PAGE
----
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Bucket Sort
by Isai Damier

/*****************************************************************************
 * Author: Isai Damier
 * Title: Bucketsort
 * Project: geekviewpoint
 * Package: algorithms
 *
 * Statement:
 *   Given a disordered list of integers, rearrange them in natural order.
 *
 * Sample Input: {8,5,3,1,9,6,0,7,4,2,5}
 * Sample Output: {0,1,2,3,4,5,6,7,8,9,5}
 *
 * Time Complexity of Solution:
 *     Best Case O(n); Average Case O(n); Worst Case O(n).
 *
 * Approach:
 *   If it sounds too good to be true, then most likely it's not true.
 *   Bucketsort is not an exception to this adage. For bucketsort to work at
 *   its blazing efficiency, there are multiple prerequisites. First the
 *   hash function that is used to partition the elements need to be very
 *   good and must produce ordered hash: if i < k then hash(i) < hash(k).
 *   Second, the elements to be sorted must be uniformly distributed.
 *
 *   The aforementioned aside, bucket sort is actually very good considering
 *   that counting sort is reasonably speaking its upper bound. And counting
 *   sort is very fast. The particular distinction for bucket sort is that
 *   it uses a hash function to partition the keys of the input array, so
 *   that multiple keys may hash to the same bucket. Hence each bucket must
 *   effectively be a growable list; similar to radix sort.
 *
 *   Numerous Internet sites, including university pages, have erroneously
 *   written counting sort code and call them bucket sort. Bucket sort uses
 *   a hash function to distribute keys; counting sort creates a bucket for
 *   each key. Indeed there are perhaps greater similarities between radix
 *   sort and bucket sort, than there are between counting sort and bucket sort.
 *
 *   In the presented program Java's Collections.sort(C) is used to sort each
 *   bucket. This is to inculcate that the bucket sort algorithm does not
 *   specify which sorting technique to use on the buckets. A programmer may
 *   choose to continuously use bucket sort on each bucket until the
 *   collection is sorted (in the manner of the radix sort program below).
 *   Whichever sorting method is used on the buckets, bucket sort still
 *   tends toward O(n).
 *
 ****************************************************************************/ 
 public void bucketsort(int[] input) {
  //get hash codes
  final int[] code = hash(input);
  //create and initialize buckets to ArrayList: O(n)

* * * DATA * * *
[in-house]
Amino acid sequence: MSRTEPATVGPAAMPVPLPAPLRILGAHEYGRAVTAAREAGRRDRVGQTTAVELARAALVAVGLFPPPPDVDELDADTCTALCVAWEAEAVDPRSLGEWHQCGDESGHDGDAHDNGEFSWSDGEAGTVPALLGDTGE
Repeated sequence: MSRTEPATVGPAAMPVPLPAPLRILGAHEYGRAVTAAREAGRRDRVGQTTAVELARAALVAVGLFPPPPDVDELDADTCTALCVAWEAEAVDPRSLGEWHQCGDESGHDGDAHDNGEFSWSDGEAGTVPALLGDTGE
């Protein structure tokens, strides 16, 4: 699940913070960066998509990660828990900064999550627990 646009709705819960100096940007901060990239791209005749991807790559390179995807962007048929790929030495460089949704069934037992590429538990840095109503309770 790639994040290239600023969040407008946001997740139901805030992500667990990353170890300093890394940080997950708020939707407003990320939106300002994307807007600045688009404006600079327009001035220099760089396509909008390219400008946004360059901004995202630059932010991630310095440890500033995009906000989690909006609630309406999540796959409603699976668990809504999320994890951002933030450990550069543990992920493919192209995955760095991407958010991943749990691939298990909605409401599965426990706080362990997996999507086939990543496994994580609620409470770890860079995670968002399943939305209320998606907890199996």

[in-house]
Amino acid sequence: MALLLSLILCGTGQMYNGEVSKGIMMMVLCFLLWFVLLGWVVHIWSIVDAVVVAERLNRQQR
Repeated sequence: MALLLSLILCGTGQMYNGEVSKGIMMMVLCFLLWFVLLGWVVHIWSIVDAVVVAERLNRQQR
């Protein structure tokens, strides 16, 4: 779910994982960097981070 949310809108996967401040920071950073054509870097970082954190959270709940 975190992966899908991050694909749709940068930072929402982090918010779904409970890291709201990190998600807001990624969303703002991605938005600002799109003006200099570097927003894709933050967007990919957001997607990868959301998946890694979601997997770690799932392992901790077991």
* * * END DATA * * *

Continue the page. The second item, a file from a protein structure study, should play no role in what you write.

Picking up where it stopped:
List<Integer>[] buckets = new List[code[1]];
  for (int i = 0; i < code[1]; i++) {
    buckets[i] = new ArrayList<Integer>();
  }
  //distribute data into buckets: O(n)
  for (int i : input) {
    buckets[hash(i, code)].add(i);
  }
  /**
   * Sort each bucket: O(n).
   * I mentioned above that the worst case for bucket sort is counting
   * sort. That's because in the worst case, bucket sort may end up
   * with one bucket per key. In such case, sorting each bucket would
   * take 1^2 = O(1). Even after allowing for some probabilistic
   * variance, to sort each bucket would still take 2-1/n, which is
   * still a constant. Hence, sorting all the buckets takes O(n).
   ***/
  for (List bucket : buckets) {
    Collections.sort(bucket);
  }
  int ndx = 0;
  //merge the buckets: O(n)
  for (int b = 0; b < buckets.length; b++) {
    for (int v : buckets[b]) {
      input[ndx++] = v;
    }
  }
}

private int[] hash(int[] input) {
  int m = input[0];
  for (int i = 1; i < input.length; i++) {
    if (m < input[i]) {
      m = input[i];
    }
  }
  return new int[]{m, (int) Math.sqrt(input.length)};
}

private int hash(int i, int[] code) {
  return (int) ((double) i / code[0] * (code[1] - 1));
}
import org.junit.Test;
import static org.junit.Assert.*;

public class SortingTest {
  
  @Test
  public void testBucketsort() {
    System.out.println(""bucketsort"");
    int[] A = {8, 5, 3, 1, 9, 6, 0, 7, 4, 2, 5};
    Sorting instance = new Sorting();
    instance.bucketsort(A);
    for (int i = 1; i < A.length; i++) {
      if (A[i - 1] > A[i]) {
        fail(""bucketsort method fails."");
      }
    }
  }
}
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